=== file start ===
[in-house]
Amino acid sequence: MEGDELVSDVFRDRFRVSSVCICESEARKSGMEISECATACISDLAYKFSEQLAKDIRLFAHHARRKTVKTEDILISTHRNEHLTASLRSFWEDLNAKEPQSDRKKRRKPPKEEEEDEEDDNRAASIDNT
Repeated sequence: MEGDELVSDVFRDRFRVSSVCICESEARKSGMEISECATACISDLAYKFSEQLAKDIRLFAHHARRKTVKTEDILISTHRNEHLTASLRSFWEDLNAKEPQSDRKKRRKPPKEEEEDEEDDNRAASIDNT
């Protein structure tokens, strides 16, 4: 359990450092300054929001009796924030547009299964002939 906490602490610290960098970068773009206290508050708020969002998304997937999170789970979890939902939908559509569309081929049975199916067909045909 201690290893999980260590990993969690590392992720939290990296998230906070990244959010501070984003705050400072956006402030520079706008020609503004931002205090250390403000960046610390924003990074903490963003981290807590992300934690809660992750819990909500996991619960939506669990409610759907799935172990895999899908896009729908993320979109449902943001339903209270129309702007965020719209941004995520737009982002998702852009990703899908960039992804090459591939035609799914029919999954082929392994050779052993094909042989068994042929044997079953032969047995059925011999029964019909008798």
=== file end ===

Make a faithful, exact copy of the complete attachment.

[in-house]
Amino acid sequence: MEGDELVSDVFRDRFRVSSVCICESEARKSGMEISECATACISDLAYKFSEQLAKDIRLFAHHARRKTVKTEDILISTHRNEHLTASLRSFWEDLNAKEPQSDRKKRRKPPKEEEEDEEDDNRAASIDNT
Repeated sequence: MEGDELVSDVFRDRFRVSSVCICESEARKSGMEISECATACISDLAYKFSEQLAKDIRLFAHHARRKTVKTEDILISTHRNEHLTASLRSFWEDLNAKEPQSDRKKRRKPPKEEEEDEEDDNRAASIDNT
């Protein structure tokens, strides 16, 4: 359990450092300054929001009796924030547009299964002939 906490602490610290960098970068773009206290508050708020969002998304997937999170789970979890939902939908559509569309081929049975199916067909045909 201690290893999980260590990993969690590392992720939290990296998230906070990244959010501070984003705050400072956006402030520079706008020609503004931002205090250390403000960046610390924003990074903490963003981290807590992300934690809660992750819990909500996991619960939506669990409610759907799935172990895999899908896009729908993320979109449902943001339903209270129309702007965020719209941004995520737009982002998702852009990703899908960039992804090459591939035609799914029919999954082929392994050779052993094909042989068994042929044997079953032969047995059925011999029964019909008798």